Like many people, you likely created your estate plan early in life. After many years, your estate isn’t what it once was – you own more property, you built up your savings and people have come and gone in your life.
You don’t have to keep the same estate plan you made years ago – but what do you need to change? Here’s what you may consider when amending your estate plan:
Choosing a new power of attorney
If you’re incapacitated, your power of attorney (POA) is there to handle your financial and medical affairs. The person you designated as your POA, however, may not be fit to keep their role, causing you to reconsider who your POA is. You may even consider giving your financial POA and medical POA roles to two people, respectfully.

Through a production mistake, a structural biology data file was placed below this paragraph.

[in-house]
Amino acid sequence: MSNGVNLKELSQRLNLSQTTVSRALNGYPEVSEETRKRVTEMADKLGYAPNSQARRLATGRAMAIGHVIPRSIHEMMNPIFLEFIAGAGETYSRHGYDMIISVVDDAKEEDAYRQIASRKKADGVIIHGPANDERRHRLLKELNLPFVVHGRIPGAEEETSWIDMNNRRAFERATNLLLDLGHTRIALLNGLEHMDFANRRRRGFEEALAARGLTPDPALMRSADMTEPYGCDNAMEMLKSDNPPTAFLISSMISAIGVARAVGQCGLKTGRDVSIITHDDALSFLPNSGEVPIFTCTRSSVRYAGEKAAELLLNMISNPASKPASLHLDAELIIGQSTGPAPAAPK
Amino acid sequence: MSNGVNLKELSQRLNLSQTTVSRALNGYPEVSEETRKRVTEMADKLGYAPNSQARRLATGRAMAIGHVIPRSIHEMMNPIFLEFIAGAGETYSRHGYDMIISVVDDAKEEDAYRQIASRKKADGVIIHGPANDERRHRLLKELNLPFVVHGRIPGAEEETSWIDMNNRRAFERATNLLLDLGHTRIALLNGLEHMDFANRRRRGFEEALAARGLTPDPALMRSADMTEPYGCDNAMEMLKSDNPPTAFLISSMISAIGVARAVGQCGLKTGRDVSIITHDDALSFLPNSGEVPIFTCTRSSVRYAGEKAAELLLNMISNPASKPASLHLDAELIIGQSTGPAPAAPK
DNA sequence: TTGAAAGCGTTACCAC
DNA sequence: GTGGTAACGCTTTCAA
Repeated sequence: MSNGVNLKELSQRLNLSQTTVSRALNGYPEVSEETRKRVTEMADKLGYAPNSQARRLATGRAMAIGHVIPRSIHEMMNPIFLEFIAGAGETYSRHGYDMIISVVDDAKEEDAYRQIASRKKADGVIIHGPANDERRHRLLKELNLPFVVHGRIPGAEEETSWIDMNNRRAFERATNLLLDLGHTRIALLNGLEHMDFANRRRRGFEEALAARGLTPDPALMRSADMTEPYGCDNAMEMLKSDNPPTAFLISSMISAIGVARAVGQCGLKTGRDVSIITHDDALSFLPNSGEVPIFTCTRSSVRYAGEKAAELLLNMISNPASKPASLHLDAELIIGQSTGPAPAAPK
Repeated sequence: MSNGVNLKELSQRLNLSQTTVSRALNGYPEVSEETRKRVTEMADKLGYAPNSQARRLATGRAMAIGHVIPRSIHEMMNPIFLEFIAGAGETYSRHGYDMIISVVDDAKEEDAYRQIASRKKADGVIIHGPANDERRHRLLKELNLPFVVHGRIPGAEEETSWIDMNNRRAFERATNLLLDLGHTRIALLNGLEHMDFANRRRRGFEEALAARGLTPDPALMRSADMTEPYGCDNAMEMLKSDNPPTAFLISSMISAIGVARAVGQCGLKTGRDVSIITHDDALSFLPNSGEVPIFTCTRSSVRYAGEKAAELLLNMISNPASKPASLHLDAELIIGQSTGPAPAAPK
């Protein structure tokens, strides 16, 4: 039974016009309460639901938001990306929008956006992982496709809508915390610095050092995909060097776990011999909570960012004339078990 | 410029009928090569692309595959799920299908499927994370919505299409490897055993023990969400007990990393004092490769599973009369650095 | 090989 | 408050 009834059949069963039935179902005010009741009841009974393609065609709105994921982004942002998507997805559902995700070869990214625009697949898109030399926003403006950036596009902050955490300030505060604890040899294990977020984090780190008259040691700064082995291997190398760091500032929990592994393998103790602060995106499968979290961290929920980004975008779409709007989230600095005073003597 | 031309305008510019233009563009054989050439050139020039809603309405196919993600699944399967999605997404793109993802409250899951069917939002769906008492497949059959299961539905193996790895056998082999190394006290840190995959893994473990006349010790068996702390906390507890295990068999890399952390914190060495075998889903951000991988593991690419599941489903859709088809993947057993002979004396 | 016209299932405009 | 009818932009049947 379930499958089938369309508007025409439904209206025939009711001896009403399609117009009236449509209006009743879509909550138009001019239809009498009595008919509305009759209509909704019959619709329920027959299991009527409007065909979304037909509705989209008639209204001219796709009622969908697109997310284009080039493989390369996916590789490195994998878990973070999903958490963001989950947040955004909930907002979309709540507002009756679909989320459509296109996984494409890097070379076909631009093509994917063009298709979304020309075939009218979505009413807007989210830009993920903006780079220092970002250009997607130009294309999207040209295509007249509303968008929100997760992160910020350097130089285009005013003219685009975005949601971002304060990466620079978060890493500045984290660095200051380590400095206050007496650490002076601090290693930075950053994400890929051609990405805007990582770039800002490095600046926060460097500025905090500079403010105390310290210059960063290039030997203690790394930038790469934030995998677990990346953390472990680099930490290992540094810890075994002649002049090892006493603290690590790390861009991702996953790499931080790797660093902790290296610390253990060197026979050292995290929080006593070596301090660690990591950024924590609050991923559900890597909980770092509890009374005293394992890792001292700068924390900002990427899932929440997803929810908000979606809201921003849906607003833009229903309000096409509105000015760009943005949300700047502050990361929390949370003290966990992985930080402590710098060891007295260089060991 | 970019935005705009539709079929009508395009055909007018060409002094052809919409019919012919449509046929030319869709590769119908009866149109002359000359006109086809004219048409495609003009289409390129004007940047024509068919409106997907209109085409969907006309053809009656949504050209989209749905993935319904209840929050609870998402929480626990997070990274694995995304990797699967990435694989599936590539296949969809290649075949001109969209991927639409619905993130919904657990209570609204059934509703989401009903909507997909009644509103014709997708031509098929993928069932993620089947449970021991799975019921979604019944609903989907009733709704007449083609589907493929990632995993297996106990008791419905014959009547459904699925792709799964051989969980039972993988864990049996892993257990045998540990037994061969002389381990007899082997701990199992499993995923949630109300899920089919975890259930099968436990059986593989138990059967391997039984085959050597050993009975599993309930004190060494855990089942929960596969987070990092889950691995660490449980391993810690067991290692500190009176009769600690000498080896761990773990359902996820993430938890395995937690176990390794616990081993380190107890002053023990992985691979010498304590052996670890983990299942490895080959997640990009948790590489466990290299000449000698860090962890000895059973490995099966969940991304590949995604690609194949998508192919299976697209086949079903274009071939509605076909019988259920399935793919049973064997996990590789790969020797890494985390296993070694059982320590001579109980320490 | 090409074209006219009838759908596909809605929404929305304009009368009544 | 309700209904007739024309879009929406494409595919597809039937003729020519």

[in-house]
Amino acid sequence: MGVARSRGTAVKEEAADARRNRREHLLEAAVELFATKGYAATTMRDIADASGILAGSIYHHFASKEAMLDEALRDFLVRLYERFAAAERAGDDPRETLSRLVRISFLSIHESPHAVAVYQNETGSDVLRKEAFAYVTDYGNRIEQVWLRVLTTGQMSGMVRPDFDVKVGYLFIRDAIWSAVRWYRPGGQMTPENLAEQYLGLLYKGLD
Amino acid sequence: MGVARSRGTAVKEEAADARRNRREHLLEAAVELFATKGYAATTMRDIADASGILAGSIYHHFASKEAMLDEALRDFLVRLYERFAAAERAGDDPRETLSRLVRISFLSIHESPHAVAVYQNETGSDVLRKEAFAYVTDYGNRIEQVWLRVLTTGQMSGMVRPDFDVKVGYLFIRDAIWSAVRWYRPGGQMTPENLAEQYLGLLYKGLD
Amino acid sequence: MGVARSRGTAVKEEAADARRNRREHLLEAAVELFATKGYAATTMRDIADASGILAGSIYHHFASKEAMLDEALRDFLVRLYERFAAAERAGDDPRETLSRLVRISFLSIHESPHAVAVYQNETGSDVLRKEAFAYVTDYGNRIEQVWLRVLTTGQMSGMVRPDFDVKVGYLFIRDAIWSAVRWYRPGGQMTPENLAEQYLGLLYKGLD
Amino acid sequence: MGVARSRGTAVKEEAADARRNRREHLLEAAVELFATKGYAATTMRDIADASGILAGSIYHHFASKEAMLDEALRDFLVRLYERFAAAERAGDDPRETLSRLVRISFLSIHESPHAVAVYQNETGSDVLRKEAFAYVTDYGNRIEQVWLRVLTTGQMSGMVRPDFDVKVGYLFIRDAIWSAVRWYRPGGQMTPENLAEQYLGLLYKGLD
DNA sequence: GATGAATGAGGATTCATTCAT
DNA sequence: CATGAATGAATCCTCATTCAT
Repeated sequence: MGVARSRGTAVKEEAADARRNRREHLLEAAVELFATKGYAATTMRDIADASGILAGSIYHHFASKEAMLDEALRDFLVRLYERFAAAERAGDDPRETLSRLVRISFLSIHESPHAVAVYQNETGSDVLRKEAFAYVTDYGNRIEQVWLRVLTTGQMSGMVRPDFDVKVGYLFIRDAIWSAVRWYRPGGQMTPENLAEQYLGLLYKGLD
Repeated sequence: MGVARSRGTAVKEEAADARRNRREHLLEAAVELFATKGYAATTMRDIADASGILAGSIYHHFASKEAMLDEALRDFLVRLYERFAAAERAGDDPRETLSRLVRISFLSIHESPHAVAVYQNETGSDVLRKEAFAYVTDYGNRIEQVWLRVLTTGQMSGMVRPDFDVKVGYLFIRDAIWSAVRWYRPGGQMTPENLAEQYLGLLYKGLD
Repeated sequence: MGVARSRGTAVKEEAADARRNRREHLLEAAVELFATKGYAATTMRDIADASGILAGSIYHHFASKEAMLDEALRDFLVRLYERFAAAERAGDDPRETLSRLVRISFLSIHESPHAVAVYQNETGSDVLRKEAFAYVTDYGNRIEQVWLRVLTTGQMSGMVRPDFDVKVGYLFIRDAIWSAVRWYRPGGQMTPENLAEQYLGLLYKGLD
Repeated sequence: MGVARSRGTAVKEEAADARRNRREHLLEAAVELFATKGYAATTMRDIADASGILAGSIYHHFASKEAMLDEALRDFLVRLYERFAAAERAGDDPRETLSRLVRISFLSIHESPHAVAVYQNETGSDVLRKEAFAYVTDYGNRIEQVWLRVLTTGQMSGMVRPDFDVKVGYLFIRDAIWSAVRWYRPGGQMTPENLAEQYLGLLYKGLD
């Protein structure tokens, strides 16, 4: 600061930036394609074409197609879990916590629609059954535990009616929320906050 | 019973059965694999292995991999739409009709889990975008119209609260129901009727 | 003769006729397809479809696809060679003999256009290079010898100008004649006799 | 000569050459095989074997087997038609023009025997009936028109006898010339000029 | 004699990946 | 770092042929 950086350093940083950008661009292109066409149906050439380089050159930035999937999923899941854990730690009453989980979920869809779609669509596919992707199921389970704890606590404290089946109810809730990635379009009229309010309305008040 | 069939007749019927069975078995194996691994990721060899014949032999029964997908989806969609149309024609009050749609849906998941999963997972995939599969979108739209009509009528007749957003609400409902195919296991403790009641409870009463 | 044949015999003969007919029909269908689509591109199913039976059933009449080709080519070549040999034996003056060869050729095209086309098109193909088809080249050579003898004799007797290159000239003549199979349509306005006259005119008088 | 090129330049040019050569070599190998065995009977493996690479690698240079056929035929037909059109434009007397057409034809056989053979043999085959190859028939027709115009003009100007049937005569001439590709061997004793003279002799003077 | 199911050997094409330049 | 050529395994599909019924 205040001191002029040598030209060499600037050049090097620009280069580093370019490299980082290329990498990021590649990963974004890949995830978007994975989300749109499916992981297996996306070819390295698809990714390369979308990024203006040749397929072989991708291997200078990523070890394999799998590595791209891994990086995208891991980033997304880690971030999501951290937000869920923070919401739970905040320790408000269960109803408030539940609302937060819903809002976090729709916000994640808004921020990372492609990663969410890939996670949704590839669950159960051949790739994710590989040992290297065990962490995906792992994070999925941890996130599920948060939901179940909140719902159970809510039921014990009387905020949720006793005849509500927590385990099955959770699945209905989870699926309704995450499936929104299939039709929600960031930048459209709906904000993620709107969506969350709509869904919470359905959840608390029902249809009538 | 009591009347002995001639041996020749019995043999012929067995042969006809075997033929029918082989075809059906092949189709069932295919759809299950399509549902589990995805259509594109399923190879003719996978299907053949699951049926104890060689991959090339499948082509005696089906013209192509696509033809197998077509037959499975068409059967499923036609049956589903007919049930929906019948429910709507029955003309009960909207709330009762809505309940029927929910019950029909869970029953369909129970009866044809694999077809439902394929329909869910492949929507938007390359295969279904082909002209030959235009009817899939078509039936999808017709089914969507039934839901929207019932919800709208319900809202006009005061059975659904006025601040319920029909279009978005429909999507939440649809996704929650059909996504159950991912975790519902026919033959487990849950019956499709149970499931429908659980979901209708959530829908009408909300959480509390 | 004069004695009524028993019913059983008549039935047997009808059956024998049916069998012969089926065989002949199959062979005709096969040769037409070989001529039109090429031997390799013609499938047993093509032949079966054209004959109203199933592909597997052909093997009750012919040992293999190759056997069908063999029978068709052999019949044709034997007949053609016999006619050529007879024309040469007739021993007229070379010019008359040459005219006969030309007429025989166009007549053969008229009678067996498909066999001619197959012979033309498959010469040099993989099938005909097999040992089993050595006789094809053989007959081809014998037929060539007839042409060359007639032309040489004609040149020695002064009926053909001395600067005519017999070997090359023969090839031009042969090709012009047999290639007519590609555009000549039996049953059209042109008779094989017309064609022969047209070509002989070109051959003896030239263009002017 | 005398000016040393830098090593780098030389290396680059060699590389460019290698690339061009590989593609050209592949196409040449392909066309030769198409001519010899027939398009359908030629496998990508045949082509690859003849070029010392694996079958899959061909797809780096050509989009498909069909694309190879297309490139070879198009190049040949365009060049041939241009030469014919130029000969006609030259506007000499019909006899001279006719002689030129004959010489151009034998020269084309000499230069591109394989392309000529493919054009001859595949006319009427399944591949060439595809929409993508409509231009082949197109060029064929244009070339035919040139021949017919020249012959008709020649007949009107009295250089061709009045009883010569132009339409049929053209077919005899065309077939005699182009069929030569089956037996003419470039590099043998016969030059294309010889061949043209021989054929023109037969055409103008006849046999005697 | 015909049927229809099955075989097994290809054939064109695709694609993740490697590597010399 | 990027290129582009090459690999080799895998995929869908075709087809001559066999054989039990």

Changing your beneficiaries
You likely decided who would inherit your estate long ago. Some of these people, however, may no longer have good standing with you or your family. Or, you may have had children or grandchildren since you first planned your estate who you wish to include in your will.
Estate planning after divorce
Many couples include each other in their estate plan. Each spouse likely gains some inheritance if the other passes or is designated as the other’s POA in the case of an accident or sudden health concern. Divorce changes everything and you may need to reconsider how your ex is involved in your estate plans.
These few considerations aren’t the extent of what you might change in your estate plan. You may need to reach out for legal help when considering all your options.